I’m almost at the end of Irvine’s delightful book, A Guide to the Good Life, and the following notes are about chapter 20, “The Decline of Stoicism.”
There are several possible explanations — not necessarily mutually exclusive — for why Stoicism fell out of favor after Marcus Aurelius (unlike, say, the continued expansion and vibrancy of Buddhism, a few thousand miles to the east). They include the idea that Roman society had changed in a way that stern calls to virtue didn’t resonate any longer, as well as the lack of charismatic teachers that would equal Musonius or Epictetus (in this respect, it is interesting to note that Stoicism had already experienced an early decline immediately after its founding, when Zeno was succeeded by the lacklusting Cleanthes; it was only because of the energy and charisma of the latter’s successor, Chrysippus, that the whole thing survived anyway). And of course there was the rise of Christianity, which actually absorbed significant portions of Stoic thought and practice.
Chapter 2 of the excellent Cambridge Companion to the Stoics is by Christopher Gill, and it covers the post-Republican Roman period of the Stoa. Gill does much to undo the stereotype that nothing novel happened to Stoicism during this period, and that people like Seneca, Musonius, Epictetus and Marcus were simply rehashing stuff they got from the earlier, Greek period, or else bringing Stoicism to the masses, but with no further elaboration.
One of the nice things to learn from this chapter is that Marcus Aurelius actually set up four chairs of philosophy in Athens, one each for the four major schools vying for prominence at the time: Stoicism (of course), but also Epicureanism, Aristotelianism and Platonism.
I’ve started going carefully through the excellent Cambridge Companion to the Stoics edited by Brad Inwood. The first chapter deals with the early to middle Stoa, and it’s a nice introduction to the historical and philosophical background of Stoicism. Here are some tidbits to wet your appetite:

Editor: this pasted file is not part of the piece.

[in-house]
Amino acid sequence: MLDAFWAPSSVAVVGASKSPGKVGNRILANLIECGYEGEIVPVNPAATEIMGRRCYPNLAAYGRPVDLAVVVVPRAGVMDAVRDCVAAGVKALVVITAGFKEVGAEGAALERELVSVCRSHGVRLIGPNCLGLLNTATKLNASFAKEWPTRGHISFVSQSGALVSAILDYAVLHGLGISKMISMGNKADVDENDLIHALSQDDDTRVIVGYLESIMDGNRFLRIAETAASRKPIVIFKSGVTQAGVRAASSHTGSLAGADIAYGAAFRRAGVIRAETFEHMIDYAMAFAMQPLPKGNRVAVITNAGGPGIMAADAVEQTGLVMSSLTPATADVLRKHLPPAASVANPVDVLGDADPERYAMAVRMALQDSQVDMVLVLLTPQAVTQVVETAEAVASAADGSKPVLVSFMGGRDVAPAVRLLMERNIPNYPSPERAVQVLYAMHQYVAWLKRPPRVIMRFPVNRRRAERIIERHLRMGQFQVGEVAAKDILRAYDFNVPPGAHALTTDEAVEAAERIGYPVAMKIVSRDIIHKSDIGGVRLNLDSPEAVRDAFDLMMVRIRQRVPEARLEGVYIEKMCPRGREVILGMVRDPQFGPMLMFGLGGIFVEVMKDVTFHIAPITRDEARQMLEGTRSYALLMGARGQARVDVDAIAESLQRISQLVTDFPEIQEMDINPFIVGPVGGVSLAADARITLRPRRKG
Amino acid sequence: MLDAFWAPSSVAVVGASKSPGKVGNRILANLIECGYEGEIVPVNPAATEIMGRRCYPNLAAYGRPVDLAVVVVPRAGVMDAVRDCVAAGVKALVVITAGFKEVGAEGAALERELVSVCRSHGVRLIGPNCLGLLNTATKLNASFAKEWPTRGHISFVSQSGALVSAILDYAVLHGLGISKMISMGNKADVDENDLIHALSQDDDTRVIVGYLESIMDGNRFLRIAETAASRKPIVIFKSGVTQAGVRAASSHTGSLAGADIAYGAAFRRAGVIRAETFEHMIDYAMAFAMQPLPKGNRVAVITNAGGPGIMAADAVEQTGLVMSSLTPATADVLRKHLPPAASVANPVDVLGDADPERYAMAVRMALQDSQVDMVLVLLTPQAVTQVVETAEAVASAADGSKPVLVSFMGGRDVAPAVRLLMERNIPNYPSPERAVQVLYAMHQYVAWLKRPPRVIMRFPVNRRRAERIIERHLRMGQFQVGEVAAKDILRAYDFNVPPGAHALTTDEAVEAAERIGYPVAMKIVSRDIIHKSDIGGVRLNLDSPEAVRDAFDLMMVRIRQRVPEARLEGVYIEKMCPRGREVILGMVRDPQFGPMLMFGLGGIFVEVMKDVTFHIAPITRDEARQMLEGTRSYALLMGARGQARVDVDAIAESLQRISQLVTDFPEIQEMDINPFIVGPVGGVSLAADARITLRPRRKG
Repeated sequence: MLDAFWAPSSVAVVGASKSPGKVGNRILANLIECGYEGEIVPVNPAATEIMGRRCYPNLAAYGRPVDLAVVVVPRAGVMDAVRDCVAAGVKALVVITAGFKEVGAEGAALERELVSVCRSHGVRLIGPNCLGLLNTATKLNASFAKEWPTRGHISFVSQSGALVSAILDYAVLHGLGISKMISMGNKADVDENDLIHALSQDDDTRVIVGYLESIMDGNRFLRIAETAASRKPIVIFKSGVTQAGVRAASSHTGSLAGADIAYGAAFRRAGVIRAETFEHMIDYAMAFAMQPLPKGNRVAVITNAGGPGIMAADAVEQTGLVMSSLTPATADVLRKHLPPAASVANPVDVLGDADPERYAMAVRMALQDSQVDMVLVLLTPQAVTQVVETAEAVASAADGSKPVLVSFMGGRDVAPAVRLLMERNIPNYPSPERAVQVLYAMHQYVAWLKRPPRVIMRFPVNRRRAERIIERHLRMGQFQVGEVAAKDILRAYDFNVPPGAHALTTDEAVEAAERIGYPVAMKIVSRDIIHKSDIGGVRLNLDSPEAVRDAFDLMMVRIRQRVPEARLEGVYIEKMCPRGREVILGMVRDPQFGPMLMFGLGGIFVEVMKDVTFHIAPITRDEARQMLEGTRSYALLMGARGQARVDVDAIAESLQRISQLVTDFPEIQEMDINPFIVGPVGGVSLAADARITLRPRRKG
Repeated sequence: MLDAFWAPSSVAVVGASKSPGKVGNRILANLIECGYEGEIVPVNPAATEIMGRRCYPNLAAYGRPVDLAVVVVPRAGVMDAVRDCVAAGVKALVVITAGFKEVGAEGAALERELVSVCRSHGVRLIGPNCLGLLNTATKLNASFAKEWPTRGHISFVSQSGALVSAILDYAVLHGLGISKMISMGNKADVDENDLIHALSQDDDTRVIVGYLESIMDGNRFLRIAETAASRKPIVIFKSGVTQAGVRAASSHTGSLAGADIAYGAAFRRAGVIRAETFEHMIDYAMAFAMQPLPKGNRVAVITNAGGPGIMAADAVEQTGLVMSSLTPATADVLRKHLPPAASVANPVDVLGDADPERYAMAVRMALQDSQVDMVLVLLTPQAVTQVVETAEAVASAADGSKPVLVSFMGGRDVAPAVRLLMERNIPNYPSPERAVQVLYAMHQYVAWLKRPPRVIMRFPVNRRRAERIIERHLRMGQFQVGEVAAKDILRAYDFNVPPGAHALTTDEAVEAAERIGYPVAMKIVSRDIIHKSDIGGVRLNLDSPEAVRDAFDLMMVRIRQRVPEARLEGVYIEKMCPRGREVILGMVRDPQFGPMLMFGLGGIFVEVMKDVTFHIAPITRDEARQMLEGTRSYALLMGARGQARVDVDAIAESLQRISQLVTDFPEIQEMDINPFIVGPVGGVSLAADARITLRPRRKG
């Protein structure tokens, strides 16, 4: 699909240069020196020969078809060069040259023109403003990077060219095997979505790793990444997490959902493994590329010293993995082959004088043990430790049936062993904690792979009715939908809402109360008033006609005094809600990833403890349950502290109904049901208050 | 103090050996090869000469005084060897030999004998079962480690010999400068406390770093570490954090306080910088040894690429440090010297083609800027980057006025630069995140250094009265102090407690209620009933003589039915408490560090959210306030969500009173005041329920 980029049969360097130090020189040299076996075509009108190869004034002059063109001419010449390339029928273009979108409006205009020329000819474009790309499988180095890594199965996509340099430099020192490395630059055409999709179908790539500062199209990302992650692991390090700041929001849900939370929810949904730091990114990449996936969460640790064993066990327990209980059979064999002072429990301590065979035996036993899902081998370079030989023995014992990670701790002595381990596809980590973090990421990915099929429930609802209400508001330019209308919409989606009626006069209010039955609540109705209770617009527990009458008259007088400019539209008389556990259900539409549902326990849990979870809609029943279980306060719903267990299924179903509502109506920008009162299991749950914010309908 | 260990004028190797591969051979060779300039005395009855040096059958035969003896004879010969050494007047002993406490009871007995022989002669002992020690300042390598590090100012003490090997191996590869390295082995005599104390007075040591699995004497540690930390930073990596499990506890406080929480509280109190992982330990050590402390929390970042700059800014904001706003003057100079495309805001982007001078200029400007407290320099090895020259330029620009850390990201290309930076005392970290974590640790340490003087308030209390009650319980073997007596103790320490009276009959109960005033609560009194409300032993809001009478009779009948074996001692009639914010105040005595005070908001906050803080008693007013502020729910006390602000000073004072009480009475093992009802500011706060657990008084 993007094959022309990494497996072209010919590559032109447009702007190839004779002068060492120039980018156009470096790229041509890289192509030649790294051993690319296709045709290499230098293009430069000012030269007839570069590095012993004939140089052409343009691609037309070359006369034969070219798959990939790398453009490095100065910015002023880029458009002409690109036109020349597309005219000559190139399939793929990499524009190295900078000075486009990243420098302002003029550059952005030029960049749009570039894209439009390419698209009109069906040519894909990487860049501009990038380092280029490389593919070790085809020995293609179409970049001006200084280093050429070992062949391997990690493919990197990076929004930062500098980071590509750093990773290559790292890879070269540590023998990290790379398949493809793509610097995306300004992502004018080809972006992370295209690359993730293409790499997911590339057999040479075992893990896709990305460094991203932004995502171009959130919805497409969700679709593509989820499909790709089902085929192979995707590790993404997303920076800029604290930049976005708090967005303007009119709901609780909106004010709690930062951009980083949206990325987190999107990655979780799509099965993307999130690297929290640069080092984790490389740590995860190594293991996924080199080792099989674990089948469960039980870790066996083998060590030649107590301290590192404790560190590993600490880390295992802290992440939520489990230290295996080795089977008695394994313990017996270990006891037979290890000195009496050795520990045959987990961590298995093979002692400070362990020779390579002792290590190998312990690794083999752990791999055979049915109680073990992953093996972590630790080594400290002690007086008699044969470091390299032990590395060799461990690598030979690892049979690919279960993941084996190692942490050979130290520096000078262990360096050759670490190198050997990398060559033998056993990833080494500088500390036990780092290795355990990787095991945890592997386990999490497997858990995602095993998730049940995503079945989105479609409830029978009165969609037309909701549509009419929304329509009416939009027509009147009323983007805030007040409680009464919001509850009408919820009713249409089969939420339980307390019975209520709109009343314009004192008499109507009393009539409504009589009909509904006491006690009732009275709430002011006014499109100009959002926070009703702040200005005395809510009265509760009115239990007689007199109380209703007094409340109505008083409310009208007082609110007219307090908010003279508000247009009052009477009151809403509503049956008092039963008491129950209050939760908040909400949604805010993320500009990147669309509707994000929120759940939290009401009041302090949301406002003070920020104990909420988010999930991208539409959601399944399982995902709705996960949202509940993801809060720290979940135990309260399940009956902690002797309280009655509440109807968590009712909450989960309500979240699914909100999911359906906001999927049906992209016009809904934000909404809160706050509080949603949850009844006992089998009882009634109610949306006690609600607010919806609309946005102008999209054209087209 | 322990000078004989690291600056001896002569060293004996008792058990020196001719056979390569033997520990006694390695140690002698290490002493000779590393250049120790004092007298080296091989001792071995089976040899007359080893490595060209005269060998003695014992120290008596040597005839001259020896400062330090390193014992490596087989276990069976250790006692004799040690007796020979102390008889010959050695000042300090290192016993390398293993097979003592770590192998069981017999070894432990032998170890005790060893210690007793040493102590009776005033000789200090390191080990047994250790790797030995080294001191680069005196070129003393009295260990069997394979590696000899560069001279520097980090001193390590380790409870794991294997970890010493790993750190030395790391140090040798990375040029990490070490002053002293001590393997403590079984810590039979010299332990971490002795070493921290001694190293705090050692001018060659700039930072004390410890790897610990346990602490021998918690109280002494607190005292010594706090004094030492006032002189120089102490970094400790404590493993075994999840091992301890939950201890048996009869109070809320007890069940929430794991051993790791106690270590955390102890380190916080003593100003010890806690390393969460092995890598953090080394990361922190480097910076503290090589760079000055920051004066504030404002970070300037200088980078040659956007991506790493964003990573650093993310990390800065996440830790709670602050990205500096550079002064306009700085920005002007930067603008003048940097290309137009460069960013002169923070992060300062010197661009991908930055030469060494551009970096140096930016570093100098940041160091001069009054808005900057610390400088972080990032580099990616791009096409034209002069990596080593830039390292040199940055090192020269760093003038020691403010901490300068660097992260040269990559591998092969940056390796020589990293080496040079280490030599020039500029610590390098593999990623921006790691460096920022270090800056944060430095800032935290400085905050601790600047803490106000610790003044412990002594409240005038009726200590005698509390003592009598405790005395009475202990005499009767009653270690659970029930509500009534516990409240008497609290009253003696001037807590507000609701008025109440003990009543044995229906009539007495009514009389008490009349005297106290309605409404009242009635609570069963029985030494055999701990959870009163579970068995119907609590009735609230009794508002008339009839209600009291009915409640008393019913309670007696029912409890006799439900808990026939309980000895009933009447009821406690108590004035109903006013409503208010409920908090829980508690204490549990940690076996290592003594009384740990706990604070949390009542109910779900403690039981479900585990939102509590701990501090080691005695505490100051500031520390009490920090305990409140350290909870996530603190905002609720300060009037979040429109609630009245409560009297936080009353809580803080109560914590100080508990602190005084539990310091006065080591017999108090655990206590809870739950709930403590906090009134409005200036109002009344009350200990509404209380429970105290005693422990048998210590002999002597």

“Polemo, the head of the Platonic Academy, and the Megaric philosopher Stilpo, both of them known above all for their ethical stances, were among Zeno’s other teachers, and both will have helped him develop his own distinctive ethical orientation.
As I mentioned before, I’m re-reading William Irvine’s book, A Guide to the Good Life: The Ancient Art of Stoic Joy, together with the New York City Stoics meetup group. While I may keep posting about individual chapters, we are now through parts I and II of the book, and this seems a good time to summarize some of the major insights I took from each chapter comprising those two sections. I will limit myself to just one principal point per chapter, beginning in this post with the three chapters that belong to part I: The Rise of Stoicism.
Chapter 1: Philosophy Takes an Interest in Life. An important idea to take away from this chapter is that – given that people of different faiths have many of the same wants, aspirations, and fears – those can be addressed by developing a philosophical system that transcends individual religious positions (including, of course, atheism).
Here is my Amazon review of this book: James Romm’s book is a fascinating insight into Imperial Rome under Nero, and particularly, of course, of the complex role played in those times by the Stoic philosopher Seneca. Romm is more sympathetic to Stoicism than to Seneca himself, it must be said, and I do not have sufficient familiarity with the available historical record to judge the degree to which his attitude is fair.